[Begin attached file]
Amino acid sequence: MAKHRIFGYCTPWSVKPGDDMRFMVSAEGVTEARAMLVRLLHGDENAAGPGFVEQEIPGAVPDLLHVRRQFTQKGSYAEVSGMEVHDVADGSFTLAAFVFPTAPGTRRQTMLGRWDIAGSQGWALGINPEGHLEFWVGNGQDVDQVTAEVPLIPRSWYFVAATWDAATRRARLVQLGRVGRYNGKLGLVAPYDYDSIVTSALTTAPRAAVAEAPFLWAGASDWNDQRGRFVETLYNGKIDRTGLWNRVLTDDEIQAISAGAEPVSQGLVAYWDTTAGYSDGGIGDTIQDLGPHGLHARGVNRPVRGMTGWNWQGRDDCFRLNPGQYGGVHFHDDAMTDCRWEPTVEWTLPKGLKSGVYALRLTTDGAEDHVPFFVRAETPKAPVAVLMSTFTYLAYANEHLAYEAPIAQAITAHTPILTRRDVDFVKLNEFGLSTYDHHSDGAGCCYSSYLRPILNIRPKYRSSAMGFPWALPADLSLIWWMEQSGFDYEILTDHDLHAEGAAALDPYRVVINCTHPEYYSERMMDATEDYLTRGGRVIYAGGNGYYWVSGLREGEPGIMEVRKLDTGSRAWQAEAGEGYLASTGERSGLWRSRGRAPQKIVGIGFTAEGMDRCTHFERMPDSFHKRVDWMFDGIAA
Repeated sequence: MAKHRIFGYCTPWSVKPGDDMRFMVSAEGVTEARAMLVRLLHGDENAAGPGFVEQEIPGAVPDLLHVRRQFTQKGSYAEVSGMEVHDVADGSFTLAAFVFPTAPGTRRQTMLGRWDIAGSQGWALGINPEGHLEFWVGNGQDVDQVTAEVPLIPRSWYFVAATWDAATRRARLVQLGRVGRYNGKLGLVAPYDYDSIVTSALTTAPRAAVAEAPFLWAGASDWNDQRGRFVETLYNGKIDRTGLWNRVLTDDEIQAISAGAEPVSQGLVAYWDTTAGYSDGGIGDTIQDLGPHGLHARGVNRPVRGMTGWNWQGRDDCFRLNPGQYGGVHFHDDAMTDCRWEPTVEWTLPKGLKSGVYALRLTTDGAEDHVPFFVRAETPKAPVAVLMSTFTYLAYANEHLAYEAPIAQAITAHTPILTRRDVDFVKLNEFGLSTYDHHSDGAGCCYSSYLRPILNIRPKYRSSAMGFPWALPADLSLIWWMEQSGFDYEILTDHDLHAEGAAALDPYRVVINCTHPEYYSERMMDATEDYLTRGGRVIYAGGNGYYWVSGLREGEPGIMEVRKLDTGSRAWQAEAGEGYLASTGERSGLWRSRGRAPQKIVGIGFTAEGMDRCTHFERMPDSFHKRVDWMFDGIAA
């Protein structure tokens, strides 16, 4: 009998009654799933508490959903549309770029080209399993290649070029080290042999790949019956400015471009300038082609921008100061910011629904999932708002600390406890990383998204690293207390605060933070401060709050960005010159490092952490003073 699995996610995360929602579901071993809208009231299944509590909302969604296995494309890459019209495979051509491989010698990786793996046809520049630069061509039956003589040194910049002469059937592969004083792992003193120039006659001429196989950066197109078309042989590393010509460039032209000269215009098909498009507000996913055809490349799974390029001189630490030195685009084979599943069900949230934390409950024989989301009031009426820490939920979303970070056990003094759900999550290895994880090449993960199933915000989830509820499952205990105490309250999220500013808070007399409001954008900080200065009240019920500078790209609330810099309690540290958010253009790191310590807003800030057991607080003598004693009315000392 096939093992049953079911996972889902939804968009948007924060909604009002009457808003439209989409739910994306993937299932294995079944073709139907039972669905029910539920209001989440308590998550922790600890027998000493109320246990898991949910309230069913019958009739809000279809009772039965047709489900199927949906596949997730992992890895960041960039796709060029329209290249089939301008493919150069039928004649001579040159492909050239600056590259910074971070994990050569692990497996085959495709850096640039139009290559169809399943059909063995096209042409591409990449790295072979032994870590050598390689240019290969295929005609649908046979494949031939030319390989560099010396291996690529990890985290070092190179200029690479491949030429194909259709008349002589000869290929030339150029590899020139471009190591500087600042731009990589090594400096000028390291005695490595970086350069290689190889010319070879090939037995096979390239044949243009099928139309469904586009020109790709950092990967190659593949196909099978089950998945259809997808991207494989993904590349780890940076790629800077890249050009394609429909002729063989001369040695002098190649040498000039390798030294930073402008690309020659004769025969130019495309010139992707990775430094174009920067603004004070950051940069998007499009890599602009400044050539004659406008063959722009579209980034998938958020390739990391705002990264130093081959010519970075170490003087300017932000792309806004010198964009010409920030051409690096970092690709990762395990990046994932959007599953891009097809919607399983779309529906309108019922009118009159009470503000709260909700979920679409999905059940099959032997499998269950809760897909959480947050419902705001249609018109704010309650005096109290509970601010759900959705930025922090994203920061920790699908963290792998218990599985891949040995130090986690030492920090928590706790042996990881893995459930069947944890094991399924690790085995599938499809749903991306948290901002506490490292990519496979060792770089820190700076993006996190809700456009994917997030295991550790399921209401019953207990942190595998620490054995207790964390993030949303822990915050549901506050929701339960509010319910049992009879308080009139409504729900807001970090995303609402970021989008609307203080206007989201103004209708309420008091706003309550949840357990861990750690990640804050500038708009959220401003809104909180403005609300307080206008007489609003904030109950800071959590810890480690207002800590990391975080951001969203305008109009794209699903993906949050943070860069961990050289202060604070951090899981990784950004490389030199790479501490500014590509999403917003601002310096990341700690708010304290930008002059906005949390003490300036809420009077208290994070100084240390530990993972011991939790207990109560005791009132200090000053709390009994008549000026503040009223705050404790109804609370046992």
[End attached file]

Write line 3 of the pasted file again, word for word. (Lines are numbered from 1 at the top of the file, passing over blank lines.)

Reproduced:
């Protein structure tokens, strides 16, 4: 009998009654799933508490959903549309770029080209399993290649070029080290042999790949019956400015471009300038082609921008100061910011629904999932708002600390406890990383998204690293207390605060933070401060709050960005010159490092952490003073 699995996610995360929602579901071993809208009231299944509590909302969604296995494309890459019209495979051509491989010698990786793996046809520049630069061509039956003589040194910049002469059937592969004083792992003193120039006659001429196989950066197109078309042989590393010509460039032209000269215009098909498009507000996913055809490349799974390029001189630490030195685009084979599943069900949230934390409950024989989301009031009426820490939920979303970070056990003094759900999550290895994880090449993960199933915000989830509820499952205990105490309250999220500013808070007399409001954008900080200065009240019920500078790209609330810099309690540290958010253009790191310590807003800030057991607080003598004693009315000392 096939093992049953079911996972889902939804968009948007924060909604009002009457808003439209989409739910994306993937299932294995079944073709139907039972669905029910539920209001989440308590998550922790600890027998000493109320246990898991949910309230069913019958009739809000279809009772039965047709489900199927949906596949997730992992890895960041960039796709060029329209290249089939301008493919150069039928004649001579040159492909050239600056590259910074971070994990050569692990497996085959495709850096640039139009290559169809399943059909063995096209042409591409990449790295072979032994870590050598390689240019290969295929005609649908046979494949031939030319390989560099010396291996690529990890985290070092190179200029690479491949030429194909259709008349002589000869290929030339150029590899020139471009190591500087600042731009990589090594400096000028390291005695490595970086350069290689190889010319070879090939037995096979390239044949243009099928139309469904586009020109790709950092990967190659593949196909099978089950998945259809997808991207494989993904590349780890940076790629800077890249050009394609429909002729063989001369040695002098190649040498000039390798030294930073402008690309020659004769025969130019495309010139992707990775430094174009920067603004004070950051940069998007499009890599602009400044050539004659406008063959722009579209980034998938958020390739990391705002990264130093081959010519970075170490003087300017932000792309806004010198964009010409920030051409690096970092690709990762395990990046994932959007599953891009097809919607399983779309529906309108019922009118009159009470503000709260909700979920679409999905059940099959032997499998269950809760897909959480947050419902705001249609018109704010309650005096109290509970601010759900959705930025922090994203920061920790699908963290792998218990599985891949040995130090986690030492920090928590706790042996990881893995459930069947944890094991399924690790085995599938499809749903991306948290901002506490490292990519496979060792770089820190700076993006996190809700456009994917997030295991550790399921209401019953207990942190595998620490054995207790964390993030949303822990915050549901506050929701339960509010319910049992009879308080009139409504729900807001970090995303609402970021989008609307203080206007989201103004209708309420008091706003309550949840357990861990750690990640804050500038708009959220401003809104909180403005609300307080206008007489609003904030109950800071959590810890480690207002800590990391975080951001969203305008109009794209699903993906949050943070860069961990050289202060604070951090899981990784950004490389030199790479501490500014590509999403917003601002310096990341700690708010304290930008002059906005949390003490300036809420009077208290994070100084240390530990993972011991939790207990109560005791009132200090000053709390009994008549000026503040009223705050404790109804609370046992």